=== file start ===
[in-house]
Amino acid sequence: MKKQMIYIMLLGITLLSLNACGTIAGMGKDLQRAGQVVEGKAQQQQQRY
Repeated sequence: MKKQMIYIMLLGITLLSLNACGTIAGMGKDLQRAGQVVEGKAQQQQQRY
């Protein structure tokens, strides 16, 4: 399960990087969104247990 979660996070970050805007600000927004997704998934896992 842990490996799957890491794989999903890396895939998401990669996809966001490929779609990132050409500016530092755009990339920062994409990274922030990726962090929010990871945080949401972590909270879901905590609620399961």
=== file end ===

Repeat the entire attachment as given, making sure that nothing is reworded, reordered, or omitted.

[in-house]
Amino acid sequence: MKKQMIYIMLLGITLLSLNACGTIAGMGKDLQRAGQVVEGKAQQQQQRY
Repeated sequence: MKKQMIYIMLLGITLLSLNACGTIAGMGKDLQRAGQVVEGKAQQQQQRY
């Protein structure tokens, strides 16, 4: 399960990087969104247990 979660996070970050805007600000927004997704998934896992 842990490996799957890491794989999903890396895939998401990669996809966001490929779609990132050409500016530092755009990339920062994409990274922030990726962090929010990871945080949401972590909270879901905590609620399961």